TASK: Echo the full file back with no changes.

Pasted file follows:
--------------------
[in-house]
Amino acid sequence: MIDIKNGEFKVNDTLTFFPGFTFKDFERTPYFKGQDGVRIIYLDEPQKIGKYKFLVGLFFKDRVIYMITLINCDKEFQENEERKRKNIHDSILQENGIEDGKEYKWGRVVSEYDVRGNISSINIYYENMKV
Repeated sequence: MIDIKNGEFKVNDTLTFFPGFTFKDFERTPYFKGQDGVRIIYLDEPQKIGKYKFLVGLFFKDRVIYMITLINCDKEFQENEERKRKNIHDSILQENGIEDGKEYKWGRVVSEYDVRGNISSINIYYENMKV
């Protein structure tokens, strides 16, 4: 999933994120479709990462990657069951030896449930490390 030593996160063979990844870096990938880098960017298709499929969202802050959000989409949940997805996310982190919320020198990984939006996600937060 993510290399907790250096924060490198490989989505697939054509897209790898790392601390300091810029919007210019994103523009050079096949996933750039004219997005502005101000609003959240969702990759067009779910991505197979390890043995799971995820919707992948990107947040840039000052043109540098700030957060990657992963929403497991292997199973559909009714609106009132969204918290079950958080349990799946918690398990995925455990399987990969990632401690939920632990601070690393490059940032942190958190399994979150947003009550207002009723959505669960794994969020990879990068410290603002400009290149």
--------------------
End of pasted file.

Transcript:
[in-house]
Amino acid sequence: MIDIKNGEFKVNDTLTFFPGFTFKDFERTPYFKGQDGVRIIYLDEPQKIGKYKFLVGLFFKDRVIYMITLINCDKEFQENEERKRKNIHDSILQENGIEDGKEYKWGRVVSEYDVRGNISSINIYYENMKV
Repeated sequence: MIDIKNGEFKVNDTLTFFPGFTFKDFERTPYFKGQDGVRIIYLDEPQKIGKYKFLVGLFFKDRVIYMITLINCDKEFQENEERKRKNIHDSILQENGIEDGKEYKWGRVVSEYDVRGNISSINIYYENMKV
């Protein structure tokens, strides 16, 4: 999933994120479709990462990657069951030896449930490390 030593996160063979990844870096990938880098960017298709499929969202802050959000989409949940997805996310982190919320020198990984939006996600937060 993510290399907790250096924060490198490989989505697939054509897209790898790392601390300091810029919007210019994103523009050079096949996933750039004219997005502005101000609003959240969702990759067009779910991505197979390890043995799971995820919707992948990107947040840039000052043109540098700030957060990657992963929403497991292997199973559909009714609106009132969204918290079950958080349990799946918690398990995925455990399987990969990632401690939920632990601070690393490059940032942190958190399994979150947003009550207002009723959505669960794994969020990879990068410290603002400009290149």